The shots penetrated the glass of a police officer’s car. The officer’s last moments were spent screaming in agony. He was killed by a man who he just initiated a traffic stop on.
The real-life dash camera footage of that Texas incident was shown to Glasgow Police Department Officer Nick Houchens during his Kentucky League of Cities’ TI Firearms Simulator Training course.
Houchens didn’t just watch action on the life-size screen – he pretended it was actually happening to him in real time. There were simulations that were based on actual events where officers were shot or killed. Houchens, while using a fake gun, “shot” individuals who he thought posed an immediate danger to himself or others. When he “shot” the person on the screen, he or she stopped moving. After a simulation, the screen showed where the “shots” would have been if it were a real scenario.
Not every suspect was “armed” in the simulations.
One of the reasons the training is in place is to make sure law enforcement understands the meaning of proper force, GPD Lt. Jimmy Phelps said.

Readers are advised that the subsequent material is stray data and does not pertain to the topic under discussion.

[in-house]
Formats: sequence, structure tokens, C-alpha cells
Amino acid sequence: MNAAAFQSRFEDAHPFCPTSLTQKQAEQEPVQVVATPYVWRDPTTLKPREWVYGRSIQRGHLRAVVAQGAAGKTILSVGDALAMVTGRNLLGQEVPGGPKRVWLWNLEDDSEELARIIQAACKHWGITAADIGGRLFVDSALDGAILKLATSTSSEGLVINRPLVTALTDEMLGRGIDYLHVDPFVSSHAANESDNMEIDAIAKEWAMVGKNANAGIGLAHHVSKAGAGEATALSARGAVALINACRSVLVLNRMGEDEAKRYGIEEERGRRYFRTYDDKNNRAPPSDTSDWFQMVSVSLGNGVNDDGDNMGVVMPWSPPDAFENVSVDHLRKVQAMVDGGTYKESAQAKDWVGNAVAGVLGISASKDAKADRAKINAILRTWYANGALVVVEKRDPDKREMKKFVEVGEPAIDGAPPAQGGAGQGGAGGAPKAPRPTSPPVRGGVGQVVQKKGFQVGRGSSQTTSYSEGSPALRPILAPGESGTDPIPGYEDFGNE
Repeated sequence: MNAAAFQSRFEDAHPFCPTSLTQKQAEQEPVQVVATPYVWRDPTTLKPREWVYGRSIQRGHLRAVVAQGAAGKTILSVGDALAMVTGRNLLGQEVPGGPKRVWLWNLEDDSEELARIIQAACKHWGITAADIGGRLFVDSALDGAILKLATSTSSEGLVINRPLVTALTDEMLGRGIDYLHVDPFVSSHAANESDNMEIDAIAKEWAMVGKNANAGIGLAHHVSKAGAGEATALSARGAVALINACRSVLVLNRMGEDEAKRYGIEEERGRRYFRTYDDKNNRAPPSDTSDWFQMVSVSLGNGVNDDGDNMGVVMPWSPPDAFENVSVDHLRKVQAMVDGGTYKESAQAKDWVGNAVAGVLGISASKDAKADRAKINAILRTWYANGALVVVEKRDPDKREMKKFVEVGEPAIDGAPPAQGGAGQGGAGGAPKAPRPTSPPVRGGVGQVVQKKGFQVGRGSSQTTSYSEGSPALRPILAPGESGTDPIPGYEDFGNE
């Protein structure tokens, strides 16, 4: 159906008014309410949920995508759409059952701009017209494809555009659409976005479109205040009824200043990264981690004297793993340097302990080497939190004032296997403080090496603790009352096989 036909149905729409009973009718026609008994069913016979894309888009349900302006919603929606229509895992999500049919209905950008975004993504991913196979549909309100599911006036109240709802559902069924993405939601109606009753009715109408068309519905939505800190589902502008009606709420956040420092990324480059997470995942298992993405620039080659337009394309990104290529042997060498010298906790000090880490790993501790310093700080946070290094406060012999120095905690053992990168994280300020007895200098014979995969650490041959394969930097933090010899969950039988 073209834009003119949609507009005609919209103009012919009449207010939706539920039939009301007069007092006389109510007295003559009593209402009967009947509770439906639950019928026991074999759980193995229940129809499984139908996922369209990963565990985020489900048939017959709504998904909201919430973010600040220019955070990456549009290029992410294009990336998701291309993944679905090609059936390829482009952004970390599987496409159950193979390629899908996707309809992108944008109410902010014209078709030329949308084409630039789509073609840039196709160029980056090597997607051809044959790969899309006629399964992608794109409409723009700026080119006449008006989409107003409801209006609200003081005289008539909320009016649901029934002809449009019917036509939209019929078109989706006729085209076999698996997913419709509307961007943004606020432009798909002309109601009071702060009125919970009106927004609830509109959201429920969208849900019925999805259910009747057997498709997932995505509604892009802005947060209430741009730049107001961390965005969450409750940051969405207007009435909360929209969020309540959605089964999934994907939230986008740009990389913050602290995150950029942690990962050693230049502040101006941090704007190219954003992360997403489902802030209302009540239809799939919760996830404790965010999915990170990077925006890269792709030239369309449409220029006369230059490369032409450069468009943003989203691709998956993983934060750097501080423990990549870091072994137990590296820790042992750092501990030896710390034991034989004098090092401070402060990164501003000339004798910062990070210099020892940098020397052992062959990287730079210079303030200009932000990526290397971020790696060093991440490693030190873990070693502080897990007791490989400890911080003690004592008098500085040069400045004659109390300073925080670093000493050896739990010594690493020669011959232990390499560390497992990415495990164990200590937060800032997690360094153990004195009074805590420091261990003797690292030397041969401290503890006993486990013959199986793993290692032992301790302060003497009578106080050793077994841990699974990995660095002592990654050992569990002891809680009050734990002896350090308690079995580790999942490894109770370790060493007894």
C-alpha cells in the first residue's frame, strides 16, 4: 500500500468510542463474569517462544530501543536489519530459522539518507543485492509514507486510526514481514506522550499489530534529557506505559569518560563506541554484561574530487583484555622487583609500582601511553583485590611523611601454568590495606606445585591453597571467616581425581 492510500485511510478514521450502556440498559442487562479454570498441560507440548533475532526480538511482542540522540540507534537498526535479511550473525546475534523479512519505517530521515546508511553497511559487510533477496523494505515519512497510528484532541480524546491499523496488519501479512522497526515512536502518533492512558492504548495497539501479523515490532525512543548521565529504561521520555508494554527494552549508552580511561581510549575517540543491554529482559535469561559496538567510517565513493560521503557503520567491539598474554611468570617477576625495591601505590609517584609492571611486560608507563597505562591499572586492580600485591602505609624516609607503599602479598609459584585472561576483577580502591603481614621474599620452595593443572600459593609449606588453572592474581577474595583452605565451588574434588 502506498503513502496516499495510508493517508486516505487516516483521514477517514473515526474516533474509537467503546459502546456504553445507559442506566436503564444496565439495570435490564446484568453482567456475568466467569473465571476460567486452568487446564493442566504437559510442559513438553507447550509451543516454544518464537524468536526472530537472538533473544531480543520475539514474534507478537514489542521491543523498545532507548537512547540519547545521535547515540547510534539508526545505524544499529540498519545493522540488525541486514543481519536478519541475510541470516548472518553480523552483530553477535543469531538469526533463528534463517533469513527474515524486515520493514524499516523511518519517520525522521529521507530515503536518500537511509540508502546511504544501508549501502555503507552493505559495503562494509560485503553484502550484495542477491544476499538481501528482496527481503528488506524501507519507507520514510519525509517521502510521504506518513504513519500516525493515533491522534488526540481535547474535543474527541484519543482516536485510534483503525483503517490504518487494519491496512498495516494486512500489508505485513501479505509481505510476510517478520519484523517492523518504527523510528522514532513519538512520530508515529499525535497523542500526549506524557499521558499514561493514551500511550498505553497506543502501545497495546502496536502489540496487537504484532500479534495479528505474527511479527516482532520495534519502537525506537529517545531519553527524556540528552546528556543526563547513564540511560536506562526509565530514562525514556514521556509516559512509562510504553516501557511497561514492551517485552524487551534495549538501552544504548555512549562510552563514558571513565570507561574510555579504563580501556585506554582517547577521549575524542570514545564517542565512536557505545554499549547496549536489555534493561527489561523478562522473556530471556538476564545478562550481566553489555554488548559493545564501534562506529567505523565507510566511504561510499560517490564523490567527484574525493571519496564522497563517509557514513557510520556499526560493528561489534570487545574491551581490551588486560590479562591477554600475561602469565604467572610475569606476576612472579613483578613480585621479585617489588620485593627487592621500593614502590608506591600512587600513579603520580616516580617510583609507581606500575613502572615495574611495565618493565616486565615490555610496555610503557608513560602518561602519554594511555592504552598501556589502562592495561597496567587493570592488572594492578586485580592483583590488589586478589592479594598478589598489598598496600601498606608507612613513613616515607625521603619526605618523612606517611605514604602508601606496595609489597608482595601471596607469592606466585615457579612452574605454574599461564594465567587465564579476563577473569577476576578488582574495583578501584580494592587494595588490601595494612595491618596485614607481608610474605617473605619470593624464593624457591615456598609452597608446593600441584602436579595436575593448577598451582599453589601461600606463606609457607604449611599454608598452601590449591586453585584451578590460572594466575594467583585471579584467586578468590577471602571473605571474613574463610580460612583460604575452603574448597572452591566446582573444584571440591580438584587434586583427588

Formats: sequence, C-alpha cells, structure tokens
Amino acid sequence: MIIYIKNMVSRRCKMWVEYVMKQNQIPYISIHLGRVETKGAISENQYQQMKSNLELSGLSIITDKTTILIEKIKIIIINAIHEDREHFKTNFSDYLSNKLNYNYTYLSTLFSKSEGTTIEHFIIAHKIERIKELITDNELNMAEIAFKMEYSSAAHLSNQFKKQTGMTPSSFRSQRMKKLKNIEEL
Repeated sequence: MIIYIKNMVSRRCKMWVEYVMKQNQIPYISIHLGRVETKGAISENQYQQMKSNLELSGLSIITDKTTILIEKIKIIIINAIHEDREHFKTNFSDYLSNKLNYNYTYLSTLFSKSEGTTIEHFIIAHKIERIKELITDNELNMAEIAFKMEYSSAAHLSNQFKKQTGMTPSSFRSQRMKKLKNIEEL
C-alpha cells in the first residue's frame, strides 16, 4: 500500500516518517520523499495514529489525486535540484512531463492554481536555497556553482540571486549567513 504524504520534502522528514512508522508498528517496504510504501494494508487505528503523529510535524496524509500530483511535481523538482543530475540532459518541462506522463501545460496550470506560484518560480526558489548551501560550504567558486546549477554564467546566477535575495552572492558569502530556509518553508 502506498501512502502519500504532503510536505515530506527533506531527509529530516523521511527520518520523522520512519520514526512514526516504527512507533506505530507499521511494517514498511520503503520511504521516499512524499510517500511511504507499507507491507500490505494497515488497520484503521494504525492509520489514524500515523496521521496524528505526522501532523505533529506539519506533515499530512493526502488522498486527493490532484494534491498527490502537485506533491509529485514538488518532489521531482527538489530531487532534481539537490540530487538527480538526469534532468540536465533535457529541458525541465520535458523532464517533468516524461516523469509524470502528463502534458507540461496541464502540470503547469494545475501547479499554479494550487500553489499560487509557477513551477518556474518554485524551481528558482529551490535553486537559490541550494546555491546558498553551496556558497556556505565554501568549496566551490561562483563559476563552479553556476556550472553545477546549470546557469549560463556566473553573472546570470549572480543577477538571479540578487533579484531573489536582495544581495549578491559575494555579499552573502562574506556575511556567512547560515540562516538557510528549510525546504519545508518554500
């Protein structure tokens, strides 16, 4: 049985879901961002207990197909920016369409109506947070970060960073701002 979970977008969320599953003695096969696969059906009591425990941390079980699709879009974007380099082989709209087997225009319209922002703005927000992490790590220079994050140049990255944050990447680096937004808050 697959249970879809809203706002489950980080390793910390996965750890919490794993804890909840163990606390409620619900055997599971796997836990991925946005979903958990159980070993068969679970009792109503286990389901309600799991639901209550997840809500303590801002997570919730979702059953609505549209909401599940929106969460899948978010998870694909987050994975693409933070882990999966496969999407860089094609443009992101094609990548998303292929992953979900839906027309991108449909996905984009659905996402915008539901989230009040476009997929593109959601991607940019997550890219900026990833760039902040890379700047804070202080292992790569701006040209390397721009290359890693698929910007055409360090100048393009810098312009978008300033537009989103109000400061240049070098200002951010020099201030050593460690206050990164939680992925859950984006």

“There are many split second decisions police officers make,” Phelps said. “[During the simulations], you get a do-over. In real life, you don’t.”
One of the scenarios Houchens experienced involved looking for a shooter inside a building full of fast-moving people. In another scenario, a man tried to stab a woman in what started out to be just a simple loud-music complaint.
Giving the officers a variety of scenarios remind them about the uncertainty of events.
“You never know what kind of situation may turn violent,” he said.
Phelps said he has witnessed many changes to the yearly training program.
“It has gone from a screen half this size,” he said, pointing at the wall sized-screen, “The (gun) pack was big and had a hose connected to it. ... The scenarios are more involved now than they used to be.”
Once all the GPD officers are finished with the training, he said it will be opened up to other agencies in the area, such as Munfordville, Horse Cave and Cave City.
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